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NCAA and the Movement to Reform College Football: Topics in Chronicling America

In 1905, rise in college football injuries and deaths led to the creation of the NCAA. This guide provides access to materials related to the "NCAA and college football reform” in the Chronicling America digital collection of historic newspapers.


"Football Diagram No. 1-- the formation. This gives a general plan of the probable attacking and defending formations under the new rules." September 23, 1906. New-York Tribune (New York, NY), Image 52. Chronicling America: Historic American Newspapers.

The Intercollegiate Athletic Association of the United States (IAAUS), now known as the National Collegiate Athletic Association (NCAA), was formally established on March 31, 1906 to reform the rules and regulations of college sports. Early football games often resulted in injury and even death, prompting some colleges and universities to close their football programs. The reforms were encouraged by President Roosevelt in 1905, after his son was injured while playing football for Harvard. Read more about it!

The information in this guide focuses on primary source materials found in the digitized historic newspapers from the digital collection Chronicling America.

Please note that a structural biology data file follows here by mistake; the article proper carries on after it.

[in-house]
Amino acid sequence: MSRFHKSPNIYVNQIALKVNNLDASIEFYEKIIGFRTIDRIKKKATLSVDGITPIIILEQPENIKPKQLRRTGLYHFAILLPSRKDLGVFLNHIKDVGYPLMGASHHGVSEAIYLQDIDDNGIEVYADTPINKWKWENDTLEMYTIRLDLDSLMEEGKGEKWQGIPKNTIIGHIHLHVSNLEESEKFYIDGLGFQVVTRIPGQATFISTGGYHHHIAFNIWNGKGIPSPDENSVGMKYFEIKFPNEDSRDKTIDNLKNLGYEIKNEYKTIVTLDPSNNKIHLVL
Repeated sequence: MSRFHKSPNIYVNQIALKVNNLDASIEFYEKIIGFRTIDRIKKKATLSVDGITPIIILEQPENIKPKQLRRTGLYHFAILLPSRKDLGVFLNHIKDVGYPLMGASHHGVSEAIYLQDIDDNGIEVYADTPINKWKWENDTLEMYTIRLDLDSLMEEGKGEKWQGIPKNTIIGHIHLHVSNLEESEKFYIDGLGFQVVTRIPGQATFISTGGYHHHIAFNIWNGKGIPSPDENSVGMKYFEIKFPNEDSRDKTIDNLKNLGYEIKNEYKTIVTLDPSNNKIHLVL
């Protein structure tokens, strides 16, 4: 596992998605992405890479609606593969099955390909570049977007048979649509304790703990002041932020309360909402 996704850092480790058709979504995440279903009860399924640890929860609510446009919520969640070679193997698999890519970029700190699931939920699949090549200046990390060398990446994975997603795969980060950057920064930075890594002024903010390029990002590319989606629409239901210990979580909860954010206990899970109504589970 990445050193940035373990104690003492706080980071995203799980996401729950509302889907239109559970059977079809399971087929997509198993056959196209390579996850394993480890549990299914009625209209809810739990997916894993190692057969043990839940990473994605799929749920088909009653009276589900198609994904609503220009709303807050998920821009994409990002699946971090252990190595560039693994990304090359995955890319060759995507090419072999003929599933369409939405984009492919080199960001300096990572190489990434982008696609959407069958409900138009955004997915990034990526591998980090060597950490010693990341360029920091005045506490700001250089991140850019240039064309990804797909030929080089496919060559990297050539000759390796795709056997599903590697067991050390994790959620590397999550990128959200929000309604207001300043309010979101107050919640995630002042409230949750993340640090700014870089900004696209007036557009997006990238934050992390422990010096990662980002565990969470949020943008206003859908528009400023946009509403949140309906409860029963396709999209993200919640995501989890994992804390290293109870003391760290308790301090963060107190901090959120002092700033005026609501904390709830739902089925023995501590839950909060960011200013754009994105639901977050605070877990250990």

The timeline below highlights important dates related to this topic and a section of this guide provides some suggested search strategies for further research in the collection.


October 9, 1905 President Theodore Roosevelt meets with college officials in an attempt to curb unsportsmanlike conduct in college football.
November 15 1906 Columbia University suspends its football program due to the high number of deaths and injuries.
December 28, 1905 Representatives of 62 Colleges and Universities meet to appoint a rules committee for Intercollegiate football.
January 12, 1906 Rules committee meets.
March 31, 1906 The Intercollegiate Athletic Association of the United States (IAAUS) is formally established.
1910 At the organization's fifth annual conference, IAAUS is renamed to the National Collegiate Athletic Association (NCAA) due to its increased growth and influence. Rules in other intercollegiate sports such as baseball, track athletics, and basketball are also subject to discussion and reform.